Practice with the felt tip on fabric. You want a thin line with no blobs at the end. I usually run over the end of the template a little and start lessening pressure on the tip right at the end of the template. If you leave it in one place too long, you get a blob. Blobs are bad for precise handpiecing and they look ugly, too.

Trace around the templates on a hard surface. In this case, I am using the book as hard surface. Trace on the back/wrong side of the fabric.

That tiny print says to flip the template 180 in order to get the most pieces out of your fabric. I was cutting 4 pieces from each fabric, but found that to be too many. I will use the ones I have, but am now only cutting one or two. I am trying to keep this quilt to a reasonable size (HA!) and to have as much variety in the fabrics as possible. If I like the fabric, I can always go back and cut more of it, right?

I trim around the templates by eye. I don’t measure the seam allowance. I try to keep it to arounda quarter of an inch and not to get too close.

Detail of trimming.

Here are the pieces cut out.

Here is the pinning. First, I pin right in the corner just inside the drawn line. I poke it through the foreground (colored) fabric first.
This is the back of the pinning. Same deal goes here. I come up through the back. Get the pin right in the corner where the drawn lines intersect and just inside. Remember you have drawn around the template, so the drawn line is a little larger than the template. This is why I try to pin AND sew just inside the drawn line.

Here (above), the pinning is done. Note that I put two pins close together at the beginning, but I take the first one out right when I am ready to sew, so I can start. The second one holds the pieces together while I get started. I try to make small, even stitches that are evenly spaced. Remember to look at the back as you sew so that you are poking through the back right inside the drawn line.

It is ok that the piece is wrinkly, because you want to match up two curves that are going in opposite directions. Use the bias to make them match.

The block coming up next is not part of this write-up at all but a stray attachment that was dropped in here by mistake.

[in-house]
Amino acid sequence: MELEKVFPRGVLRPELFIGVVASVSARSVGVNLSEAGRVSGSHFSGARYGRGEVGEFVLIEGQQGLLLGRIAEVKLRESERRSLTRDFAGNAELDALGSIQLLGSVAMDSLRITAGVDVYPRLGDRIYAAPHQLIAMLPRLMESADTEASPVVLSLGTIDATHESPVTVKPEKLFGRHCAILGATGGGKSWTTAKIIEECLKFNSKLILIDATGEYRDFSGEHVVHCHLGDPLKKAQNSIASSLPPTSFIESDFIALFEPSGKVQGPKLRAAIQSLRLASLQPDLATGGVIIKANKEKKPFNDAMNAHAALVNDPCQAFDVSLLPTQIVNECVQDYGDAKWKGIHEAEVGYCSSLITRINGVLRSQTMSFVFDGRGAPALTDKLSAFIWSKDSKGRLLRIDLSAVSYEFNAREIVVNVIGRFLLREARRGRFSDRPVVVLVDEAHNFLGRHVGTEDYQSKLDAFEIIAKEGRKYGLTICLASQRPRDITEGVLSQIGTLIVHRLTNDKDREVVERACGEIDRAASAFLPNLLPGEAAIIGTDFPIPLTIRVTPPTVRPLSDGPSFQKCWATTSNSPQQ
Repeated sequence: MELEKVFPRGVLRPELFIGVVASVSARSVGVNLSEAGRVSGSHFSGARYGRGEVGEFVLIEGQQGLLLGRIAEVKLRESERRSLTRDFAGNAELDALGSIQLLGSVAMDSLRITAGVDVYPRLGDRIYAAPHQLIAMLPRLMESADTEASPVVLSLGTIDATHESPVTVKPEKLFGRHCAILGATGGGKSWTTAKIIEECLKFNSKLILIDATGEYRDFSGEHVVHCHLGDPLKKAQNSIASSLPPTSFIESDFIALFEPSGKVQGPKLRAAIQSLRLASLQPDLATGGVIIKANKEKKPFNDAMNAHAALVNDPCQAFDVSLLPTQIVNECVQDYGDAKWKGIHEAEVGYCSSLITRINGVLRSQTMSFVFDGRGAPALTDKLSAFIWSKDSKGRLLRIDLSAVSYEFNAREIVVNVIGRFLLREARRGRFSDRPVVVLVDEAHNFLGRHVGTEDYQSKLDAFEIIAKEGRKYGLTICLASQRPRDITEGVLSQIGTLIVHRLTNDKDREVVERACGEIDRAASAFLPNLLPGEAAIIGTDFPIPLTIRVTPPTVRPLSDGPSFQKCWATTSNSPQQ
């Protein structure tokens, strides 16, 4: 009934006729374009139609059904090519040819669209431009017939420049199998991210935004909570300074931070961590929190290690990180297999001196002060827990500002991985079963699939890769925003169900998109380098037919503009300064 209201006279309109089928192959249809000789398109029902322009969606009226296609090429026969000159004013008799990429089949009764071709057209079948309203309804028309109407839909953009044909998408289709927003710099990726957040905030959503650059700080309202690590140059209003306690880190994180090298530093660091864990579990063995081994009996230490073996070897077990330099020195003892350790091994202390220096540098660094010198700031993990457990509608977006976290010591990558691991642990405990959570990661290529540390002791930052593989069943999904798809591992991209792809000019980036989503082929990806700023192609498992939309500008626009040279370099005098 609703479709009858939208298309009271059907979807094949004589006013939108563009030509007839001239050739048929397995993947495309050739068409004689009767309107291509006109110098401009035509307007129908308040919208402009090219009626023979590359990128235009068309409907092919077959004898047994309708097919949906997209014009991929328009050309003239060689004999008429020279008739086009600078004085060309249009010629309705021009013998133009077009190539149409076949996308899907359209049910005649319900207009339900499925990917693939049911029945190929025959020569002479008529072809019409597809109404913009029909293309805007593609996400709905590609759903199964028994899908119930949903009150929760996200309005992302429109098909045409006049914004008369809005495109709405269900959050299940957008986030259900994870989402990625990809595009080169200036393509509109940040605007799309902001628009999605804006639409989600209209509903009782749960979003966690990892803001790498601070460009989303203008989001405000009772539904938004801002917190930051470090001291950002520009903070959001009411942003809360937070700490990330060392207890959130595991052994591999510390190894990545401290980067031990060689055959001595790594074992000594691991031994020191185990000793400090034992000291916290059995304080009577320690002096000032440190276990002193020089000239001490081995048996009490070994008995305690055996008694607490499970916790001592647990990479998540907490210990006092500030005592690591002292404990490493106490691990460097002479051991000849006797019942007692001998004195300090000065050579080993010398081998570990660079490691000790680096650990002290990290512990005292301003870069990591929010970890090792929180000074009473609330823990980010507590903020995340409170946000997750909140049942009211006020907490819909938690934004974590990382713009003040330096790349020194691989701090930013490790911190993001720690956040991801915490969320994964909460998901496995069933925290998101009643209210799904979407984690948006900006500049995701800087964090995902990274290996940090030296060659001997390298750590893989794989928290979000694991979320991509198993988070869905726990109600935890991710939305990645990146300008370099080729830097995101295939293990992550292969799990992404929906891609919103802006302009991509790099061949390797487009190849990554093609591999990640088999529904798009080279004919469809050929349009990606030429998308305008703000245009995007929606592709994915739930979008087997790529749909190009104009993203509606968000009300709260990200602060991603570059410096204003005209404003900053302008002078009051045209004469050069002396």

How the Pieces Go Together

My whole philosophy, which I am pretty sure is a general quiltmaking philosophy, is to go from smaller to larger. This means to build the blocks by making the smallest patches into larger units and then putting the larger units together to make a whole block.

First, take one corner piece and one background piece and sew them together. Sew/pin with right sides together. Curves require, at least for me, a lot of pinning. For pinning, start at each corner and put pins in by lining up the corners of each piece with each other.

When you sew the corner and background together you will have a unit that looks like the above unit. You can see how the felt tip lines show through, which is another reason to sew just inside the drawn lines. They won’t show on the front of the quilt if you keep them in the seam allowance.

Seeing the felt tips lines here also allows you to see how they line up, if you do the piecing correctly.

Add another background unit. Note: I am trying to use all different fabrics in each position in the block, but you don’t have to do that.

Now you have quite a large unit. You will need two of these units per block.

Sew the center patch to one of the corner (foreground) units.

Here is how he unit looks once the middle patch is attached to a corner.

Sew a second corner to the center patch.

With this unit complete, you are ready to attach the side unit to the center.

So, just do it. Attach a side unit to the center.

Once you add that unit to the middle piece you are nearly there. The above piecing is the hardest part (but not like you are taking the SATs without a prep course), because the seam is long and the middle section is quite floopy. It also takes a LOT of pins. Make sure you sew through where the seams match several times to keep it strong and make sure the seams line up. I care about that stuff, but you don’t have to match your seams.

I don’t always press the patches after I sew them, because I am sitting on the couch watching TV while I sew (why do you think I have a hand project?) and am too lazy to trudge upstairs to press. It makes the piecing a lot nicer if you press as you go.

Add the last unit and you are done!

Completed square. I usually trim the block after I am done with the hand piecing. Make sure you don’t cut over any of your seam lines, because your piecing will unravel if you do. This is not machine piecing.